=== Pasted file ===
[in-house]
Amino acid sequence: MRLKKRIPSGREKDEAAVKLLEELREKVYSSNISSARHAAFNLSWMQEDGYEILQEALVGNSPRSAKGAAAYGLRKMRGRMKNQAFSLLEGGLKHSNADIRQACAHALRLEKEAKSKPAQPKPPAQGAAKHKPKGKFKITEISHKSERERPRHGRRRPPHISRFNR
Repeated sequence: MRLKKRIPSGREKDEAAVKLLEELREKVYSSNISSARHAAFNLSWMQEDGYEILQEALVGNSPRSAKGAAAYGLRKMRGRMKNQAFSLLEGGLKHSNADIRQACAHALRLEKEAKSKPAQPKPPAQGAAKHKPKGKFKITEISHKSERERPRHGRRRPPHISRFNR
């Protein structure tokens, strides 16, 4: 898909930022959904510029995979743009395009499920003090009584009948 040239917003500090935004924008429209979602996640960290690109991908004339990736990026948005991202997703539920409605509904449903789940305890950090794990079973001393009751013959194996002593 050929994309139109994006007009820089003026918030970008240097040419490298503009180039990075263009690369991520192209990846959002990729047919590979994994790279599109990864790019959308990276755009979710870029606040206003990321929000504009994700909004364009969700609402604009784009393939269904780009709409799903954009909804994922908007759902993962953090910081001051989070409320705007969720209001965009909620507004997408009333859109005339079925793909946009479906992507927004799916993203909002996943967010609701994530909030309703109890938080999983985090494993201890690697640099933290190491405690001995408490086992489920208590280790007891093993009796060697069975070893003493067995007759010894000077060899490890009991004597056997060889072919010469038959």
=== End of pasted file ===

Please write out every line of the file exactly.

[in-house]
Amino acid sequence: MRLKKRIPSGREKDEAAVKLLEELREKVYSSNISSARHAAFNLSWMQEDGYEILQEALVGNSPRSAKGAAAYGLRKMRGRMKNQAFSLLEGGLKHSNADIRQACAHALRLEKEAKSKPAQPKPPAQGAAKHKPKGKFKITEISHKSERERPRHGRRRPPHISRFNR
Repeated sequence: MRLKKRIPSGREKDEAAVKLLEELREKVYSSNISSARHAAFNLSWMQEDGYEILQEALVGNSPRSAKGAAAYGLRKMRGRMKNQAFSLLEGGLKHSNADIRQACAHALRLEKEAKSKPAQPKPPAQGAAKHKPKGKFKITEISHKSERERPRHGRRRPPHISRFNR
């Protein structure tokens, strides 16, 4: 898909930022959904510029995979743009395009499920003090009584009948 040239917003500090935004924008429209979602996640960290690109991908004339990736990026948005991202997703539920409605509904449903789940305890950090794990079973001393009751013959194996002593 050929994309139109994006007009820089003026918030970008240097040419490298503009180039990075263009690369991520192209990846959002990729047919590979994994790279599109990864790019959308990276755009979710870029606040206003990321929000504009994700909004364009969700609402604009784009393939269904780009709409799903954009909804994922908007759902993962953090910081001051989070409320705007969720209001965009909620507004997408009333859109005339079925793909946009479906992507927004799916993203909002996943967010609701994530909030309703109890938080999983985090494993201890690697640099933290190491405690001995408490086992489920208590280790007891093993009796060697069975070893003493067995007759010894000077060899490890009991004597056997060889072919010469038959």